Pundits, professional interpreters of events, have awarded the Republicans with a “legislative landslide” in the House, and declared the Democrats “brutally defeated.” Backed by immense and well-organized corporate staffs and spinners (Karl Rove, the Chamber of Commerce and the billionaire Koch brothers, for example), House Republican candidates were “swept into office.”

The campaign mavens treated voters as consumers who would respond to slogans and recognize brand names. The poor shop at chain markets where soup and cereal labels convey familiarity, rather than buying less costly and higher quality products at Trader Joe’s (less known brands). Tea Party Republicans branded the stance for “taking our country back.” The good old days with baseball, apple pie and Chevrolet, and the highly intellectual trio: “You Will Fail! We Will Prevail! God Bless America!”

The “Drill HERE, Drill NOW” gang didn’t fare well in California. The packaging and labeling doctors offered voters two disgustingly rich women – billionaire ex EBay chief Meg Whitman and multimillionaire ex Hewlett Packard CEO Carly Fiorina – as “the people’s choices.” Fiorina wanted to spread Arizona’s nasty immigration law and outlaw abortion, not exactly perfect issues in a state where Latino and female votes win elections.

The rich chicks bought TV spots galore, but people associated them with unpleasant experiences. Whitman fired her undocumented “Nicky the Housekeeper.” Posing as a conscientious employer and preaching accountability, while boasting about her ability to create jobs, she showed California voters her real self.

“You don’t know me, and I don’t know you,” she told her faithful housekeeper of nine plus years, because Whitman “discovered” her illegal status. And, logically, because she stood against amnesty, Whitman would deport the young woman.

Whitman’s ubiquitous TV ads – even during playoffs and World Series games – which Jerry Brown adroitly used to ridicule her, used word for word the slogans of Republican Governor Arnold Schwarzenegger. And, after plagiarizing the Governator, she opposed the very environmental law he backed, calling it, a “job killer.”

The public thus met an unmarketable new brand name and it (she) was rejected. Brown frugally relied on his old brand name (California Governor during prosperity) and won.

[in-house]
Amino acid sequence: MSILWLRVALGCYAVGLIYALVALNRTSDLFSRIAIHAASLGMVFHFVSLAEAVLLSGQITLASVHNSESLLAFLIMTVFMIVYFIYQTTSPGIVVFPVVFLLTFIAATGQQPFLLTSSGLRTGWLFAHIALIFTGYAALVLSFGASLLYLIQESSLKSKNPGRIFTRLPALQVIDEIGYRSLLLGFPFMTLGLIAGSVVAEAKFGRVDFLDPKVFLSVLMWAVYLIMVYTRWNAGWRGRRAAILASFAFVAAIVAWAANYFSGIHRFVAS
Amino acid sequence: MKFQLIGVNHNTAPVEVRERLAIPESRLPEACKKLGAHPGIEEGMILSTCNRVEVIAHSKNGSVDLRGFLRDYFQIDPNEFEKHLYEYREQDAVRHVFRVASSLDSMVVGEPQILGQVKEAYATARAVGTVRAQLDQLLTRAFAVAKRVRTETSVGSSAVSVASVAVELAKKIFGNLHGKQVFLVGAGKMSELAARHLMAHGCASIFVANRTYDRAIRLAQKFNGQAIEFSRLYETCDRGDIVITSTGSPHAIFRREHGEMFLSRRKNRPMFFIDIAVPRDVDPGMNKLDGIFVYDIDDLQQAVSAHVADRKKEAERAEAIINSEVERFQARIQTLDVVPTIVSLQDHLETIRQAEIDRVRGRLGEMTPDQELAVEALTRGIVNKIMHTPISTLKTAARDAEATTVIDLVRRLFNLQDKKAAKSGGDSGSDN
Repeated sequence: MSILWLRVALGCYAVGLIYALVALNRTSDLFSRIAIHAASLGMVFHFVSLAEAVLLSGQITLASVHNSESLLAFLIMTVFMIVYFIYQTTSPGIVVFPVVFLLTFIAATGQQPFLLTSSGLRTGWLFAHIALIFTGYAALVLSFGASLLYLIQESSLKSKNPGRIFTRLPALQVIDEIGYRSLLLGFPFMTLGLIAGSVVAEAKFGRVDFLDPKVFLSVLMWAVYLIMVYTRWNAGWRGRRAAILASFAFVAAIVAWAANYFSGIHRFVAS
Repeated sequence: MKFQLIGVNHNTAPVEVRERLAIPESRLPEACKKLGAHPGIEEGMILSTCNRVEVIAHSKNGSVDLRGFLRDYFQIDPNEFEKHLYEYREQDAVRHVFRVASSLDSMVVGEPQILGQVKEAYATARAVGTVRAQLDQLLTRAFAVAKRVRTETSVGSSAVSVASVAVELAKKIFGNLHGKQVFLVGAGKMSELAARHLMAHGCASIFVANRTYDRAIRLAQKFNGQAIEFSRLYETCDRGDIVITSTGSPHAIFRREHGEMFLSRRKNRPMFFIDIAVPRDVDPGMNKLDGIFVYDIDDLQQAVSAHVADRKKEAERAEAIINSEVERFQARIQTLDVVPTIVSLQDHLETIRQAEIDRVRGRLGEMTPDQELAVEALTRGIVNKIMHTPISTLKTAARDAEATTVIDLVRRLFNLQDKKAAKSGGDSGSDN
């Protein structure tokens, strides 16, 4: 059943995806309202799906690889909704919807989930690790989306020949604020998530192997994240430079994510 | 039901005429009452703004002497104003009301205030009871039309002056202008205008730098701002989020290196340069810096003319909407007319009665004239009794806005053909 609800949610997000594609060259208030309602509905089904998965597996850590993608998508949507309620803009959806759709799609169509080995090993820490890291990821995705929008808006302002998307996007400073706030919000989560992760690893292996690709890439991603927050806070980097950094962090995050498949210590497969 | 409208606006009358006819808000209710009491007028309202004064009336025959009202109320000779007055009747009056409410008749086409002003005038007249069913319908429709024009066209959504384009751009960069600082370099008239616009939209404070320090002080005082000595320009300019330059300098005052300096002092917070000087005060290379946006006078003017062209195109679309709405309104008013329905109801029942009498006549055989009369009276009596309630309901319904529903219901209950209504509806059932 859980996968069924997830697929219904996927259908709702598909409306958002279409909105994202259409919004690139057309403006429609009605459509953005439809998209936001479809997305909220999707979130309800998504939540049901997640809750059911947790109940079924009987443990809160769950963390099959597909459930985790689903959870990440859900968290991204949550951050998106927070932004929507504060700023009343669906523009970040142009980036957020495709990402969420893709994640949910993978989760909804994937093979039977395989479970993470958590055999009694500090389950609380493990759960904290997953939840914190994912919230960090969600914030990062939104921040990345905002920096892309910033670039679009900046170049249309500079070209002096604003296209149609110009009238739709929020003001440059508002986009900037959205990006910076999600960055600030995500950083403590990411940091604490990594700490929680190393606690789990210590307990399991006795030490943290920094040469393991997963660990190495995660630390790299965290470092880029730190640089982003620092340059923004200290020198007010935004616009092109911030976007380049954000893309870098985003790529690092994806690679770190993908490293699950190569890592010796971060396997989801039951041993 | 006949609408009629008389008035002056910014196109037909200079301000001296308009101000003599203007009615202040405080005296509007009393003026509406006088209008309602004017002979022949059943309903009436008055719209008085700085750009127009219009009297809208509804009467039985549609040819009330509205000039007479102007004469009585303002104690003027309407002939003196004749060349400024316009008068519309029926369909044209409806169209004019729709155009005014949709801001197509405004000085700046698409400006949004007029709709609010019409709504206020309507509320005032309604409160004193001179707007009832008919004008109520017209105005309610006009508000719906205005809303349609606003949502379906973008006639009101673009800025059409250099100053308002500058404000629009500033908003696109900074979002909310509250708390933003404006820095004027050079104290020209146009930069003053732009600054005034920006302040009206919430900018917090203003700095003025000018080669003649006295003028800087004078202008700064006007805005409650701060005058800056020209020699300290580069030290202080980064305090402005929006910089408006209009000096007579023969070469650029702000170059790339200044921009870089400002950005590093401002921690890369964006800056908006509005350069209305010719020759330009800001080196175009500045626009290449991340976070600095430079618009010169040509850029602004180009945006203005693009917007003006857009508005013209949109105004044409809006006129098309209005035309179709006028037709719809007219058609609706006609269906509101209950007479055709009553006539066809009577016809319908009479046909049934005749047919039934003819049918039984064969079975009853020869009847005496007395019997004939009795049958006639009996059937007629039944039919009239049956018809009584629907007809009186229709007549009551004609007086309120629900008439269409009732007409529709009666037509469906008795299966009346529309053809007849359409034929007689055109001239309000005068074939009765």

Outside of California and a few other states, the Republicans “swept.” One insider told me even Monica Lewinsky voted Republican because “the Democrats left a bad taste in her mouth.”

The American voter, treated like a consumer, not a citizen, receives daily an average of 3,600 extraneous messages. The recipient of these radio, TV, internet and email, billboards, print, and phone communications learns he/she is the most important person in the world and should therefore dress better, have super sex, grow more or better hair, weigh less, pay less on the mortgage, firm up, and drive a different car.

Political campaigns reflect this subliminal form using clichés and slogans to replace discussion of the difficult issues facing the nation and world. Few campaigns mentioned climate change, poor people or two wars in remote lands: denial by politicians facing urgent tasks. Typical campaign rhetoric emphasized less government spending, fewer taxes (the private sector will create jobs – and snails will run), and cleaning up Washington.

Dysfunctional? Elected officials cannot tell the truth. And blather nonsense about “we’re the greatest” because of our “exceptional” democracy, thanks to the “brave men and women fighting for our freedom” and God Bless America – or else!

Republican winners – corporate interests – wanted low taxes, little money for the poor, and to kill the rag-heads. In the recent past such policies produced un-regulated corporate greed, E. coli outbreaks and Enron disasters. It didn’t fund New Orleans levees before Katrina hit, but it did yield the Madoff escapade and events leading to the real estate bubble bursting. Oh, and two disastrous wars for those with memory.

An AP poll of November voters showed 25% blamed Obama for causing the economic crisis. Without memory! The majority shook its collective head at the spin-doctors’ traditional electoral rap in non-traditional times. The majority – “We the People” again – didn’t vote. “We the People” means winner take all, but in the absence of a majority vote who should dominate Congress?

Start with nominations in primaries. Five percent of eligible voters in Delaware chose Republican Senate and Tea Partier Christine O’Donnell. Nevada’s Tea Party pick, Sharron Angle, won 4 percent. Twelve percent nominated Wisconsin Republican Ron Johnson backed by ample funds for negative ads to beat Sen. Russ Feingold.

Nine point eight percent of the electorate voted in Republican primaries this year compared with the 8.2 percent turnout for Democrats. Eighteen percent of eligible voters chose the candidates. This is “We the People”?

On November 2, 41 percent voted Republican or Democrat. Fifty-nine percent didn’t vote; the equivalent of voting for no one (former San Francisco Chronicle columnist Art Hoppe’s candidate). Therefore, the Constitution-minded should conclude that since No One captured the majority, No One should dominate Congress. With No One blocking him, we might see what Obama meant by “yes we can” and if “we” refers to the people.

Saul Landau is an Institute for Policy Studies fellow whose films are available through www.roundworldproductions.com

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